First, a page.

Last week, we talked about the BMW iX being recalled in certain European Union countries because of a faulty A-pillar interior panel. Yet another “i” model from the company’s new wave of electric vehicles faces a recall in select EU countries. We’re talking about the i4 and the problems it might have related to the battery.

According to the European Commission’s Safety Gate, some BMW i4s lack the crash pads for the battery. The missing hardware poses a real threat for those inside the electric sedan in the event of an accident. If the Bavarian EV is involved in a serious side crash, the risk of a short circuit is substantially increased. In a worst-case scenario, the car could catch fire and ultimately injure the driver and/or passengers.

The number of vehicles potentially affected by the missing crash pads is not known at this point. The first BMW i4 units with the worrying problem were discovered in Germany. Shortly thereafter, similar reports were made in Denmark, Poland, and Sweden. The EC’s documentation specifies the cars built between September 15 and November 30 last year are impacted by the recall.

The European Commission Recently Announced The BMW i4 Recall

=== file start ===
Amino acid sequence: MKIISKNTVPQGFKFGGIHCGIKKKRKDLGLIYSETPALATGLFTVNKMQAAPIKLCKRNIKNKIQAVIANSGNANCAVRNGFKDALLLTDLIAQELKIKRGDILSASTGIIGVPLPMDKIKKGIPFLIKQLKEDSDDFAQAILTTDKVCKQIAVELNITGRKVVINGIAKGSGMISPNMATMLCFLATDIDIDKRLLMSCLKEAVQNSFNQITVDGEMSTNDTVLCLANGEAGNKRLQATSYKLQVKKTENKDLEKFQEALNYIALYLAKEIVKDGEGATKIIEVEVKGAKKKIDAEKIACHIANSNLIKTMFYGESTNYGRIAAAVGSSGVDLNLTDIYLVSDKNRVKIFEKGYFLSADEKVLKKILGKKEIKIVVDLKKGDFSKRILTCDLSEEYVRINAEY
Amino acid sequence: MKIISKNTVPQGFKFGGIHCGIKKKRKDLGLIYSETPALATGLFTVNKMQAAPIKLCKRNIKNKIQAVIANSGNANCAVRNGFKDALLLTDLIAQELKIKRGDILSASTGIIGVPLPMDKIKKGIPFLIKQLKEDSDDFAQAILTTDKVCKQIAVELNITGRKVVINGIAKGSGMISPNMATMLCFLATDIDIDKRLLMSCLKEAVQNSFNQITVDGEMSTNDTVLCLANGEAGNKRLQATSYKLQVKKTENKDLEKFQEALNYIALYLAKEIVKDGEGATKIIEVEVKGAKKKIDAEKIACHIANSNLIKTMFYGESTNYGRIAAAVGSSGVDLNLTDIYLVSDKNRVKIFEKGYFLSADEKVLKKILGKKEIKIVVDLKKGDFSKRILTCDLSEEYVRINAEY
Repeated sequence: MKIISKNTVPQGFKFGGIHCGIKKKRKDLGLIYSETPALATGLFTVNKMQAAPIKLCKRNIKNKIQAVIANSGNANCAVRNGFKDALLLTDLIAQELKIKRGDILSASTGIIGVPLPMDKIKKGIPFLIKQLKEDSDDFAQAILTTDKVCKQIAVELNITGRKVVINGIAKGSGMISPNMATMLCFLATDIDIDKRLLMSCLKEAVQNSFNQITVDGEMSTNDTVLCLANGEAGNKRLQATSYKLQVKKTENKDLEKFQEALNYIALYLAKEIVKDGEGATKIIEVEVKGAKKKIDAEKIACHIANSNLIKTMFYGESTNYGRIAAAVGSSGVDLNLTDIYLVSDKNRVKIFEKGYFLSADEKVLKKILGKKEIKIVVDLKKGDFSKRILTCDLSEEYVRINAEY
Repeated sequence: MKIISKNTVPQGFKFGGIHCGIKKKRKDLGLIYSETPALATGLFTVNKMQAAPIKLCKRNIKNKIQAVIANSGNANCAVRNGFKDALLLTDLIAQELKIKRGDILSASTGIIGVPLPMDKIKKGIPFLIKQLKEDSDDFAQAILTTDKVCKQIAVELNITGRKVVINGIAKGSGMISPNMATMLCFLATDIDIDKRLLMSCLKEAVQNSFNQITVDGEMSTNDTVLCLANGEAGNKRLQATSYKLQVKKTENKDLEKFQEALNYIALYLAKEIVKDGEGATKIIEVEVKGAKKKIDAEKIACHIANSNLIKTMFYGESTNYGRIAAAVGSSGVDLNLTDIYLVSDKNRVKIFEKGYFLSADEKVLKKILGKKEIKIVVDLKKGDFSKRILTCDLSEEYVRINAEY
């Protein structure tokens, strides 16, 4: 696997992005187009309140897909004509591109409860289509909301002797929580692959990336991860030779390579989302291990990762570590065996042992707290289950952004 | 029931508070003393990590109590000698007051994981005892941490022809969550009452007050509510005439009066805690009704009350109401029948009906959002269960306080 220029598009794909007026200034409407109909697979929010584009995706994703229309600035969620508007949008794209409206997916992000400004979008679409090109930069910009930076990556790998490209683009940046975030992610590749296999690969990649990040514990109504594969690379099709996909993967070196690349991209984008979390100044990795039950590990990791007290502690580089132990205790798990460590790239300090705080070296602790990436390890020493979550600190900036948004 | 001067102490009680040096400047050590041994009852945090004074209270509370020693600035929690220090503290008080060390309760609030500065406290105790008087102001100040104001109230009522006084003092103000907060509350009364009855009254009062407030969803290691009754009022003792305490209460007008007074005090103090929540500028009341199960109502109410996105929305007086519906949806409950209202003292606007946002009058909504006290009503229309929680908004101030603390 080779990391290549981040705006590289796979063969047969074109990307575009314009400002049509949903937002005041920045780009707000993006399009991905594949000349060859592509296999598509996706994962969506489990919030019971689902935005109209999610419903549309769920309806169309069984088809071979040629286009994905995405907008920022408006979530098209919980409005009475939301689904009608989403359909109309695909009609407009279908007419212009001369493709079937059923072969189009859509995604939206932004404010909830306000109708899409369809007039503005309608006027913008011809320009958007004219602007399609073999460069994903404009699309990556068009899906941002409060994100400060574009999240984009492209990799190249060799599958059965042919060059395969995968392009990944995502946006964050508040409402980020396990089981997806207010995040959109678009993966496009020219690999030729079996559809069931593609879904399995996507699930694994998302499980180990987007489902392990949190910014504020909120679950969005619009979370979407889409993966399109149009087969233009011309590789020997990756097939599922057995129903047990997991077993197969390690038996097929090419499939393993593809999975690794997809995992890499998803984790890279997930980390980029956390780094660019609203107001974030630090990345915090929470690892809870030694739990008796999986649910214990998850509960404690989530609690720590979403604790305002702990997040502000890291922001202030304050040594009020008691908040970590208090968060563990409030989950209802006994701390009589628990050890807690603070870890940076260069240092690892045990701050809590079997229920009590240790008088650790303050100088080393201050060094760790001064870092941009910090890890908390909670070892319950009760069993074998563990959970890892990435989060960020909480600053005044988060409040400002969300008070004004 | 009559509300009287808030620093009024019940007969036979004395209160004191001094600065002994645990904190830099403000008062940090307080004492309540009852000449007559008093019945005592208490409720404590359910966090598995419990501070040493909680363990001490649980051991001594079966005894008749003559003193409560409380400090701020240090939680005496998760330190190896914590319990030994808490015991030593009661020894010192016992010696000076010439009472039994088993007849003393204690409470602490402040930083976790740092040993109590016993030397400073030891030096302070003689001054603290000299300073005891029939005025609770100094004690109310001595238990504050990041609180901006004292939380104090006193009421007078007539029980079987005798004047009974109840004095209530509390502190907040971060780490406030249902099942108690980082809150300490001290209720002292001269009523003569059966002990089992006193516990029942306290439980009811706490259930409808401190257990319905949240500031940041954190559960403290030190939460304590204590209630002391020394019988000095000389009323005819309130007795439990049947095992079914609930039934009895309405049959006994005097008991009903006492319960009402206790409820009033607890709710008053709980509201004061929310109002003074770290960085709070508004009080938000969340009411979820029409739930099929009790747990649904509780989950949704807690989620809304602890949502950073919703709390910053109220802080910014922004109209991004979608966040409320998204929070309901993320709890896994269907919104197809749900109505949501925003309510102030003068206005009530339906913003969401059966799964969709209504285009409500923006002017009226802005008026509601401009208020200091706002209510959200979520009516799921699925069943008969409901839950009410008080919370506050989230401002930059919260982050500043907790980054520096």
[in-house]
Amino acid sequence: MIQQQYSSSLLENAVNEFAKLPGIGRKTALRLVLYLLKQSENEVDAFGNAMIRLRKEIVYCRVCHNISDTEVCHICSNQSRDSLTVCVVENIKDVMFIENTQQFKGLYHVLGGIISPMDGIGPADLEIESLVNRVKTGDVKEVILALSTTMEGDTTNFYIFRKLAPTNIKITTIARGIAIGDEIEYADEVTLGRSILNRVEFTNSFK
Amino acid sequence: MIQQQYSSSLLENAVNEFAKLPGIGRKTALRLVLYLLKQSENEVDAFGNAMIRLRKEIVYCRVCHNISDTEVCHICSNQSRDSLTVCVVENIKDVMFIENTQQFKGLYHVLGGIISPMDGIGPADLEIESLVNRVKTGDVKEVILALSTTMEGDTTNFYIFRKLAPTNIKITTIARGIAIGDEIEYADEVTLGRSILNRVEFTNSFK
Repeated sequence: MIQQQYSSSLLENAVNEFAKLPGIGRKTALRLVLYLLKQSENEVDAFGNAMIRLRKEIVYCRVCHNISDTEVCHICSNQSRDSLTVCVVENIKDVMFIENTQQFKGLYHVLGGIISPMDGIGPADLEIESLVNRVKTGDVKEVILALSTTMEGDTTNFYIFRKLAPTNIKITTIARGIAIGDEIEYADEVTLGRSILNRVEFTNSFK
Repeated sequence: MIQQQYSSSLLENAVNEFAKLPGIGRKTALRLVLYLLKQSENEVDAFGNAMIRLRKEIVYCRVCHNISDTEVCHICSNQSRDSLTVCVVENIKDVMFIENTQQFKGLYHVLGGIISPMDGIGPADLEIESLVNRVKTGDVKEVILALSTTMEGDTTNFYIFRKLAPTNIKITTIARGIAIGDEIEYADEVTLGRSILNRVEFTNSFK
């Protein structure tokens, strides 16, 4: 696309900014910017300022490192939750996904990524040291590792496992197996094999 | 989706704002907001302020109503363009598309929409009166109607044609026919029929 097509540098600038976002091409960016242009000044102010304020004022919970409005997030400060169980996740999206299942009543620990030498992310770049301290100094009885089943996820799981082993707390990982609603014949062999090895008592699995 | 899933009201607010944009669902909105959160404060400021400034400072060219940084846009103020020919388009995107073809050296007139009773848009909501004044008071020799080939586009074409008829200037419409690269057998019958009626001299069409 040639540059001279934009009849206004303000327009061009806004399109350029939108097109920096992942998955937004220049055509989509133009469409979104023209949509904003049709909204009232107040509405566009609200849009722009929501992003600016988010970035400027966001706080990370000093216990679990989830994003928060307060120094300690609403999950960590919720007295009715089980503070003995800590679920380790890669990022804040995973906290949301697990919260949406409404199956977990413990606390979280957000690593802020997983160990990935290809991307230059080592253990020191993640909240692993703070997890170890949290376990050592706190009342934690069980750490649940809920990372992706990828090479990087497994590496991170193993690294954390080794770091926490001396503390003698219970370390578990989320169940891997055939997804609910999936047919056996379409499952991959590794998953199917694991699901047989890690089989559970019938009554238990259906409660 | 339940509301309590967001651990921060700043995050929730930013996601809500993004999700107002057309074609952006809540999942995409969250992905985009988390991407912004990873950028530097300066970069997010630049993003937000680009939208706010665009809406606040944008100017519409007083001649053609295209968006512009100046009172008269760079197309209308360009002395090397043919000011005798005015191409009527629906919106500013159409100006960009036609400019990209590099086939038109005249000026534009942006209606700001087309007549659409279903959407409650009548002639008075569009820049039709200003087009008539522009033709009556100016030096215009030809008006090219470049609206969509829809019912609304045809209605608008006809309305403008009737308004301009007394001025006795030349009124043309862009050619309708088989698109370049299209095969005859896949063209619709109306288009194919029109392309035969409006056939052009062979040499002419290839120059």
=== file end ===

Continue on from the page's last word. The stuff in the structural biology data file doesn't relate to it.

The alert number A12/00124/22 first appeared on the EC’s Safety Gate website on January 21. For some people, these teething problems the i4 is having will likely reinforce an unwritten rule – never buy a car during its first year in production. The lack of battery crash pads is particularly worrying since we’re dealing with vital safety equipment.

Joining the BMW i4, iX, and the iX3 will be additional electric models arriving in the next months. Coming later this year, the next-generation X1 compact crossover will spawn a zero-emissions iX1. We can say the same thing about the new 7 Series Sedan and its i7 equivalent, while the MINI Countryman will receive an EV option as well. Come 2023, the i5 will follow suit.

Meanwhile, BMW is about to say goodbye to its original electric car, the i3. Production of the quirky hatchback will come to an end in July. The German automaker will have been built 250,000 cars by then after nine years on the market.

[Source: European Comission]